$\displaystyle \frac{\sqrt{x^{2}+9}}{x^{2}} $. Help write in terms of sines and cosines can anyone give me steps on how to do this problem
Factoring out the 9, which the square root makes it a 3 is good:
$\displaystyle \frac{\sqrt{9\sec^2(\theta)+9}}{9\sec^2(\theta)}= \frac{\sqrt{9(\sec^2(\theta)+1)}}{9\sec^2(\theta)} =\frac{3\sqrt{\sec^2(\theta)+1}}{9\sec^2(\theta)}=$
$\displaystyle \frac{\sqrt{\sec^2(\theta)+1}}{3\sec^2(\theta)}$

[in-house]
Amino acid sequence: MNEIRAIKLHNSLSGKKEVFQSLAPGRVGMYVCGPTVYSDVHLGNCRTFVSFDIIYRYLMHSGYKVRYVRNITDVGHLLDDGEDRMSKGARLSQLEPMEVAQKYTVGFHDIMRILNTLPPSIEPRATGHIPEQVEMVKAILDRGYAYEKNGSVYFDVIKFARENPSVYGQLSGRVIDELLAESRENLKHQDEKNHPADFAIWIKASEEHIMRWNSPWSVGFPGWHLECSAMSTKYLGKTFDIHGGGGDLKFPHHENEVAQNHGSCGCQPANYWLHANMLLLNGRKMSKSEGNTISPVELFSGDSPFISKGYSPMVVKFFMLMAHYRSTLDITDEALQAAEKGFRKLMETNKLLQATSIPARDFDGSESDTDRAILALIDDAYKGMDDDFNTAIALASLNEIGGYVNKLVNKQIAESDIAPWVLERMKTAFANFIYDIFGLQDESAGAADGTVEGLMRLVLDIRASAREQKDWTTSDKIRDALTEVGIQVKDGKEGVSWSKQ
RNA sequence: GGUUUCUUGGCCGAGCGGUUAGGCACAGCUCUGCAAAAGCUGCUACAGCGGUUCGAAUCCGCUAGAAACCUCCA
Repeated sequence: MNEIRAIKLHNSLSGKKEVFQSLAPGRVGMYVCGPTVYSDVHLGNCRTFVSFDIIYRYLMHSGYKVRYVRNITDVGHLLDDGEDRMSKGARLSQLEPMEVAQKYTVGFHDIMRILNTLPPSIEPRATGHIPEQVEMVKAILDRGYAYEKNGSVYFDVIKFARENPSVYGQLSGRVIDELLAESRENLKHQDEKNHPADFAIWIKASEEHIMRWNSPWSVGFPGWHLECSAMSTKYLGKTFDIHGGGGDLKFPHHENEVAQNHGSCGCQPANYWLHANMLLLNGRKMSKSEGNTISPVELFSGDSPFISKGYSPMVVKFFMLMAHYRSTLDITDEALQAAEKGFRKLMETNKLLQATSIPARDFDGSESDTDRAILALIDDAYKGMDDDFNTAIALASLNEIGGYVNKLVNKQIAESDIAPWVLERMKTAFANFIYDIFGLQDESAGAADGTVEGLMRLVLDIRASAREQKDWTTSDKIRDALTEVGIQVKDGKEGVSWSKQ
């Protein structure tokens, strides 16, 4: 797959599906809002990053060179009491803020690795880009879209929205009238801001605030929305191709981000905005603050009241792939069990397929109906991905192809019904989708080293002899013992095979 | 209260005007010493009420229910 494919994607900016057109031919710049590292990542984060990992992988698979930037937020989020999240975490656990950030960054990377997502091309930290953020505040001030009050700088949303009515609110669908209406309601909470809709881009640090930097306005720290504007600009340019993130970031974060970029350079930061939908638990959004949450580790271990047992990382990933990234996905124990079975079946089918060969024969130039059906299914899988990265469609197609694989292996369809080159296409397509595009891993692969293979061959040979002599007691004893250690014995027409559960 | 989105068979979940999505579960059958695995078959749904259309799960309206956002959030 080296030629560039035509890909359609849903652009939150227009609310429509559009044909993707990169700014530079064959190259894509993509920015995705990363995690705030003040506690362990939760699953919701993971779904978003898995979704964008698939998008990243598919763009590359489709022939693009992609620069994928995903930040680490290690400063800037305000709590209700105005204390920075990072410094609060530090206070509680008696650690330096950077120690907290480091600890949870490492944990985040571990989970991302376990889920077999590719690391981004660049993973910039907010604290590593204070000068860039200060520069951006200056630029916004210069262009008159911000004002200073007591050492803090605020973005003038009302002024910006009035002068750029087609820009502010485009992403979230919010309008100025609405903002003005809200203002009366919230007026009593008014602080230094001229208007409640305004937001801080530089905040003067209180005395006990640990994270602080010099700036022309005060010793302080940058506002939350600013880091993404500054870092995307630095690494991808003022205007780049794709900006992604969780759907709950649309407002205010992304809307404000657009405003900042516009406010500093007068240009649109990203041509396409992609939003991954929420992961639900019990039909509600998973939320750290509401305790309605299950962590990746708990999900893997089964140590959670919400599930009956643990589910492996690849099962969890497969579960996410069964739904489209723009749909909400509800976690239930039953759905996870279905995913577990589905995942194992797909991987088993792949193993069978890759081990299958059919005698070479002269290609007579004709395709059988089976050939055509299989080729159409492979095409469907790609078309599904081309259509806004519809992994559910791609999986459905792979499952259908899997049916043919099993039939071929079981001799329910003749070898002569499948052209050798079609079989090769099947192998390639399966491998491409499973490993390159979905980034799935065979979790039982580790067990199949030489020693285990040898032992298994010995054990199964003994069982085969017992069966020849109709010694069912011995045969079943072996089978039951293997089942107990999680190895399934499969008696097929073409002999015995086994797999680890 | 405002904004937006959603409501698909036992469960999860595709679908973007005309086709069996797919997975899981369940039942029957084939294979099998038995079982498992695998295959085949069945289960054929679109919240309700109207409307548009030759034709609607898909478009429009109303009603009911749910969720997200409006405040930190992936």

However, $\displaystyle \sec^2(\theta)+1\ne\csc^2(\theta)$. You are further instructed to write in terms of sines and cosines. How can you do this with the secant function?
Also, I would use standard notation for the square of a trig function, i.e.:
$\displaystyle \cos^2(\theta)$
The way you have it written implies the argument (angle) is being squared.
So, we now have:
$\displaystyle \frac{\sqrt{\frac{1}{\cos^2(\theta)}+1}}{\frac{3}{ \cos^2(\theta)}}$
How can we rewrite the division as a multiplication?